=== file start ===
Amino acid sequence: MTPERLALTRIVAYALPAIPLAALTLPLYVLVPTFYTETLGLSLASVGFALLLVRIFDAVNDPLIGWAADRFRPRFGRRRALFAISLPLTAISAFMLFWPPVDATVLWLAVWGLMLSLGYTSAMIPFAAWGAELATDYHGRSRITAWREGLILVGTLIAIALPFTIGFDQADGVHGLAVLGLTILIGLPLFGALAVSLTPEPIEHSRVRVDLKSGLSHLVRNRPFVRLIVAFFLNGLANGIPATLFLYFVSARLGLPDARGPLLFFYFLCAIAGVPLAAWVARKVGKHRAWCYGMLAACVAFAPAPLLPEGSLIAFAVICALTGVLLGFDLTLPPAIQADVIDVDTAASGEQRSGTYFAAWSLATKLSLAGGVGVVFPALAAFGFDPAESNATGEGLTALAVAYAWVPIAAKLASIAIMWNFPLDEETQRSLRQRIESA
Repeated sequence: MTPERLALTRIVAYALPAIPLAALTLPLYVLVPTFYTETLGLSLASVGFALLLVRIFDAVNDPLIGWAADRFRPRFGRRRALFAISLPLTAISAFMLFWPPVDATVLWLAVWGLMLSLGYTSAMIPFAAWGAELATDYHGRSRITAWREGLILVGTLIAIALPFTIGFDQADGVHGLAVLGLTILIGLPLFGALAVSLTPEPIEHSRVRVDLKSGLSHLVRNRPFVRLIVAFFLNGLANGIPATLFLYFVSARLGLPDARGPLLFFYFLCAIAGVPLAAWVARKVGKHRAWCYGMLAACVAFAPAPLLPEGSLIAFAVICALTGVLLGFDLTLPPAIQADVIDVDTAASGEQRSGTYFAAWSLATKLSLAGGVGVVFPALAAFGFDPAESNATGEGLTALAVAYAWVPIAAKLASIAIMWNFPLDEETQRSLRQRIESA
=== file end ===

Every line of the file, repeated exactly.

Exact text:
Amino acid sequence: MTPERLALTRIVAYALPAIPLAALTLPLYVLVPTFYTETLGLSLASVGFALLLVRIFDAVNDPLIGWAADRFRPRFGRRRALFAISLPLTAISAFMLFWPPVDATVLWLAVWGLMLSLGYTSAMIPFAAWGAELATDYHGRSRITAWREGLILVGTLIAIALPFTIGFDQADGVHGLAVLGLTILIGLPLFGALAVSLTPEPIEHSRVRVDLKSGLSHLVRNRPFVRLIVAFFLNGLANGIPATLFLYFVSARLGLPDARGPLLFFYFLCAIAGVPLAAWVARKVGKHRAWCYGMLAACVAFAPAPLLPEGSLIAFAVICALTGVLLGFDLTLPPAIQADVIDVDTAASGEQRSGTYFAAWSLATKLSLAGGVGVVFPALAAFGFDPAESNATGEGLTALAVAYAWVPIAAKLASIAIMWNFPLDEETQRSLRQRIESA
Repeated sequence: MTPERLALTRIVAYALPAIPLAALTLPLYVLVPTFYTETLGLSLASVGFALLLVRIFDAVNDPLIGWAADRFRPRFGRRRALFAISLPLTAISAFMLFWPPVDATVLWLAVWGLMLSLGYTSAMIPFAAWGAELATDYHGRSRITAWREGLILVGTLIAIALPFTIGFDQADGVHGLAVLGLTILIGLPLFGALAVSLTPEPIEHSRVRVDLKSGLSHLVRNRPFVRLIVAFFLNGLANGIPATLFLYFVSARLGLPDARGPLLFFYFLCAIAGVPLAAWVARKVGKHRAWCYGMLAACVAFAPAPLLPEGSLIAFAVICALTGVLLGFDLTLPPAIQADVIDVDTAASGEQRSGTYFAAWSLATKLSLAGGVGVVFPALAAFGFDPAESNATGEGLTALAVAYAWVPIAAKLASIAIMWNFPLDEETQRSLRQRIESA